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Groeneveld PW, Medvedeva EL, Walker L, Segal AG, Menno DM, Epstein AJ. Association Between Spending and Survival of Chronic Heart Failure Across Veterans Affairs Medical Centers. JAMA Network Open. 2019 Jul 3; 2(7):e197238.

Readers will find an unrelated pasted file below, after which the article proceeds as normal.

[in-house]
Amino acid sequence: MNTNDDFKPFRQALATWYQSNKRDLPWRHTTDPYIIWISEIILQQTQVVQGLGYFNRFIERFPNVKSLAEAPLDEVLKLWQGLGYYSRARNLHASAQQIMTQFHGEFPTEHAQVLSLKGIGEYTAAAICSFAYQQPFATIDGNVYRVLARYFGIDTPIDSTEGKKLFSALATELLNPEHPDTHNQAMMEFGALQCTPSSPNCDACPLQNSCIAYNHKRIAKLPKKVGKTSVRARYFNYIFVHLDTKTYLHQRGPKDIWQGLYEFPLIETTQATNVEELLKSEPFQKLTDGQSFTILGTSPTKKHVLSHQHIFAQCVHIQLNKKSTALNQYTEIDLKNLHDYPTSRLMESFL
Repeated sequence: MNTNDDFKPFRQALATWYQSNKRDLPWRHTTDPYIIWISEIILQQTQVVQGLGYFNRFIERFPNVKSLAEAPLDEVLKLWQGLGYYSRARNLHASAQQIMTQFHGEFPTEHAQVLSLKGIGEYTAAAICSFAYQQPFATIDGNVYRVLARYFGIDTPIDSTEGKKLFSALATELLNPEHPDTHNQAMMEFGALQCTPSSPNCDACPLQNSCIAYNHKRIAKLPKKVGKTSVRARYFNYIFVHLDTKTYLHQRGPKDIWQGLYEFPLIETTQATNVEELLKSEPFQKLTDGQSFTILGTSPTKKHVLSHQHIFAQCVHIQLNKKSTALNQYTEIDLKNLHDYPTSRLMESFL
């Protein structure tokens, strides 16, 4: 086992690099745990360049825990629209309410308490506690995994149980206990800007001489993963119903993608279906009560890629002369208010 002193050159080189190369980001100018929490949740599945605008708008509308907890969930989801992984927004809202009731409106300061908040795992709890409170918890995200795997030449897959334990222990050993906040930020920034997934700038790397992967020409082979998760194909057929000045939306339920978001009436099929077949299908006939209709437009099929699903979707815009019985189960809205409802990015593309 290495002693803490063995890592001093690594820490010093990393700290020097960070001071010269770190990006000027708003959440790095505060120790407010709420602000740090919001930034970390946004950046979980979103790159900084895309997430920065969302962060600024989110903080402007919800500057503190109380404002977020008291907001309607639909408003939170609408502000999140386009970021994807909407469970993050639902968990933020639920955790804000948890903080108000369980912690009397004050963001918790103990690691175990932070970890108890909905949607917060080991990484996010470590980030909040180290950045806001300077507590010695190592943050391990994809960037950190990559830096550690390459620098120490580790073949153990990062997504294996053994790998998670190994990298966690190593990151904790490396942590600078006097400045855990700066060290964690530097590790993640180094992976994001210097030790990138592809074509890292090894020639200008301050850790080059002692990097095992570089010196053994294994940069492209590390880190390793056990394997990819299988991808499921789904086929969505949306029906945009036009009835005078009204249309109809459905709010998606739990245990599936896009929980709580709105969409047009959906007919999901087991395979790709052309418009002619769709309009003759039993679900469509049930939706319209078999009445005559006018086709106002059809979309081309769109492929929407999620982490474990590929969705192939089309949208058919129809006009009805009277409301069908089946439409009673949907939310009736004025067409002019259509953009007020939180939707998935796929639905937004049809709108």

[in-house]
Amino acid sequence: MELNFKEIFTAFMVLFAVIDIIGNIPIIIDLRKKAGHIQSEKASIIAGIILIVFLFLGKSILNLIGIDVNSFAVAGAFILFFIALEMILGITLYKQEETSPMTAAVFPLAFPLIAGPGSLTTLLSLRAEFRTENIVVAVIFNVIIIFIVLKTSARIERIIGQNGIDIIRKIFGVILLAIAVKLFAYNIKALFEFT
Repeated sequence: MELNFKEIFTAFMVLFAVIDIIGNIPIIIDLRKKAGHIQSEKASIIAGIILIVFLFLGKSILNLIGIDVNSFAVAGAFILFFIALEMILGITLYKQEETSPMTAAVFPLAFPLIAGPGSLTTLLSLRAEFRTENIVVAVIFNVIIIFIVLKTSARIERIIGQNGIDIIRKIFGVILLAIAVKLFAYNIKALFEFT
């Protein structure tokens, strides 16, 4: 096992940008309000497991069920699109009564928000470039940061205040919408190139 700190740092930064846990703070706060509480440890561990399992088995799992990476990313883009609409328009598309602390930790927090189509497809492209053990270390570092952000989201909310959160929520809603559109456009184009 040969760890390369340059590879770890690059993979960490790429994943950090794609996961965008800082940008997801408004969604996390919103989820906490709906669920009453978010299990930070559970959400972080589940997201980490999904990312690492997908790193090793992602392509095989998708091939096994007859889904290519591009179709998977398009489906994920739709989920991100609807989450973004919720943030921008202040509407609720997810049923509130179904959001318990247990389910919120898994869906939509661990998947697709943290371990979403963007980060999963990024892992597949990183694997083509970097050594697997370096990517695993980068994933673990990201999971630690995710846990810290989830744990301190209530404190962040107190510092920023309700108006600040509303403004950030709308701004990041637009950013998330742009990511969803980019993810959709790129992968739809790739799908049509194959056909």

Importance: The US Department of Veterans Affairs (VA) provides health care to more than 2?000?000 veterans with chronic cardiovascular disease, yet little is known about how expenditures vary across VA Medical Centers (VAMCs), or whether VAMCs with greater health expenditures are associated with better health outcomes. Objectives: To compare expenditures for patients with chronic heart failure (CHF) across the nation''s VAMCs and examine the association between health care spending and survival. Design, Setting, and Participants: Retrospective cohort study using existing administrative data sets from the VA''s Corporate Data Warehouse and each veteran''s Medicare enrollment information and claims history for fee-for-service clinicians outside of the VA from 265?714 patients diagnosed with CHF between April 1, 2010, and December 31, 2013, who received care at any of 138 VAMCs or affiliated outpatient clinics nationwide. Patients were followed up through September 30, 2014. Data were analyzed from April 1, 2010, through September 30, 2014. Main Outcomes and Measures: Main outcomes were patient deaths per calendar quarter and aggregate VA costs per calendar quarter. Hierarchical generalized linear models with hospital-level random effects were estimated to calculate both risk-standardized annual health care expenditures and risk-standardized annual survival rates for veterans with CHF at each VAMC. The association between VAMC-level expenditures and survival was then modeled using local and linear regression. Results: Of the 265 714 patients included, 261 132 (98.7%) were male; 224 353 (84.4%) were white; 41 110 (15.5%) were black, Asian, Pacific Islander, American Indian, or Alaskan Native; and 251 (0.1%) did not report race. Mean (SD) age of the patients included was 74 (10) years. Across 138 VAMCs, mean (95% CI) annual expenditures for veterans with CHF varied from $21?300 ($20 300-$22 400) to $52?800 ($49 400-$54 300) per patient, whereas annual survival varied between 81.4% to 88.9%. There was a modest V-shaped association between spending and survival such that adjusted survival was 1.7 percentage points higher at the minimum level of spending compared with the inflection point of $34?100 per year (P? = .001) and 1.9 percentage points higher at the maximum level of spending compared with the inflection point (P? = .006). Conclusions and Relevance: Despite marked differences in mean annual expenditures per veteran, only a modest association was found between CHF spending and survival at the VAMC level, with slightly higher survival observed at the extremes of the spending range. Hospitals with high expenditures may be less efficient than their peer institutions in producing optimal health outcomes.